Often, it seems like feminism is so determined to spread its dogma that it will try to convince us of things that contradict the evidence of our own eyes and ears.
For instance, we all know men are hard workers. We see them on construction sites, oil rigs and military bases. Nevertheless, the mainstream misandrist narrative would have us believe that men are all drunken slobs watching TV in their underwear and drinking beer, while their wives spend 20 hours a day cleaning up after them. The idea that “women do all the work”.
But is this portrayed division of labor even close to the reality?
Division of Labor: The Issue of Housework
Specifically, many women complain that their partners don’t do their fair share of the housework. The feminist movement has taken up this banner as “evidence” of women’s oppression at the hands of the “patriarchy”.
To prove their claims, they provide statistics showing that women spend more hours on housework and childcare, sometimes as much as double what men spend.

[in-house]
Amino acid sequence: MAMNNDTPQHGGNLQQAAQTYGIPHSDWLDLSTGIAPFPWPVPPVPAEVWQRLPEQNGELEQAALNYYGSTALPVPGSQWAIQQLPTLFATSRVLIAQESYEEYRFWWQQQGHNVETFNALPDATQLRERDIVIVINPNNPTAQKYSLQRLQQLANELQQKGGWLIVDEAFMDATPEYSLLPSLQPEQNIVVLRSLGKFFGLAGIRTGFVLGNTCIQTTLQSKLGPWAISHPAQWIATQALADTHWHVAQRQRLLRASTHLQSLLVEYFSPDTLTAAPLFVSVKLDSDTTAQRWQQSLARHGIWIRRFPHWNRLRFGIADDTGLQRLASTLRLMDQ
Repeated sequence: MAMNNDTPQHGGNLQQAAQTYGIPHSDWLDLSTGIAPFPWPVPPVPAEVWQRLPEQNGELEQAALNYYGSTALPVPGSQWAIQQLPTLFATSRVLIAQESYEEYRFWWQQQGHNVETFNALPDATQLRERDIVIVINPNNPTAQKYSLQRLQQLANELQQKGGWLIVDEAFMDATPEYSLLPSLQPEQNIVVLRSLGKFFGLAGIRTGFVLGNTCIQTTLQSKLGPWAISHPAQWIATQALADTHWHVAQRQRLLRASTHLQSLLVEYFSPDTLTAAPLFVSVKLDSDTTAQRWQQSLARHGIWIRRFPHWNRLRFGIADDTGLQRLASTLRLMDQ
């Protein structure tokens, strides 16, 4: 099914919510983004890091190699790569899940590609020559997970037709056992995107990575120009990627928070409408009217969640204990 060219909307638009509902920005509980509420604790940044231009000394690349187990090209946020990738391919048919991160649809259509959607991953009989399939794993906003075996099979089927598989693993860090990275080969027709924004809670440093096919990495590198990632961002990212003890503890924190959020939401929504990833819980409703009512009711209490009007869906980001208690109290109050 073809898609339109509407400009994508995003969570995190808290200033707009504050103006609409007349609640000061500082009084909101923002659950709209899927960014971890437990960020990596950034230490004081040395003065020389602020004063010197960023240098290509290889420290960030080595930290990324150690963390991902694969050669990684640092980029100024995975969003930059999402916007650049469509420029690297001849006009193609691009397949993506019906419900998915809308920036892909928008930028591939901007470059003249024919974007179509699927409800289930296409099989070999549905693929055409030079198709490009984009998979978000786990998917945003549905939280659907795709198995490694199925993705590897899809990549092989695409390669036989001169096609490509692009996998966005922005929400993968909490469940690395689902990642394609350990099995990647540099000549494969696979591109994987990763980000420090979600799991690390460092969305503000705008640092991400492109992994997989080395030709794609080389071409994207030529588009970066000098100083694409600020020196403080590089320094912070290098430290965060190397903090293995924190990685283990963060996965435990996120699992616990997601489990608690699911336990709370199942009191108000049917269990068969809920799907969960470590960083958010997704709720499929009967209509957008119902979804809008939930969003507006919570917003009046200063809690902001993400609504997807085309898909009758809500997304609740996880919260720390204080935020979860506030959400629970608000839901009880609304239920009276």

While these statistics are true at first glance, they only tell half the story, if even that.
Even in modern Western society, women may often do much more housework and childcare than their male partners. Does this mean the lazy men need to step up and start doing more around the house? Not necessarily. First, we need to take a look at the whole picture.
What Is a True Division of Labor?
Almost all human societies are based on divisions of labor, especially agricultural ones.
In our modern industrial civilization, this is taken to the extreme. People specialize in one thing to the point that they know very little about anything else. For example, even many physicians focus on one specific part of the body.
This phenomenon has developed because it’s economically advantageous. Imagine you’re stranded on a desert island with another castaway who’s broken his leg. Your first needs are building a shelter and combing the jungle for firewood.
Would you split the work equally, with each of you spending half your time gathering wood and the other half building a shelter, or would you assign one job to one person. Specifically, it makes more sense for the person with two good legs to go hiking through the jungle while the immobile person remains at camp setting up the shelter.